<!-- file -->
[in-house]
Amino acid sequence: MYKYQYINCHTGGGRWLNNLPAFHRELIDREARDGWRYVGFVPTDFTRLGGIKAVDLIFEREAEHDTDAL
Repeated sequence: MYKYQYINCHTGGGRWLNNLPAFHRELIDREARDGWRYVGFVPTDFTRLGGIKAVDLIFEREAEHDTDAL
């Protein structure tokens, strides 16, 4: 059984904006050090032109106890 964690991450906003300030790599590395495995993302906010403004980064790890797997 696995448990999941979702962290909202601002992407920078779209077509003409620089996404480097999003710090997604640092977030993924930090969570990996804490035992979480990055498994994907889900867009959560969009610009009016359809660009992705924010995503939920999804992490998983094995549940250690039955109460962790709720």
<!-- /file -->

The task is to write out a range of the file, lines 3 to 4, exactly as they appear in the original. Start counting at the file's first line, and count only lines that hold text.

Repeated sequence: MYKYQYINCHTGGGRWLNNLPAFHRELIDREARDGWRYVGFVPTDFTRLGGIKAVDLIFEREAEHDTDAL
């Protein structure tokens, strides 16, 4: 059984904006050090032109106890 964690991450906003300030790599590395495995993302906010403004980064790890797997 696995448990999941979702962290909202601002992407920078779209077509003409620089996404480097999003710090997604640092977030993924930090969570990996804490035992979480990055498994994907889900867009959560969009610009009016359809660009992705924010995503939920999804992490998983094995549940250690039955109460962790709720």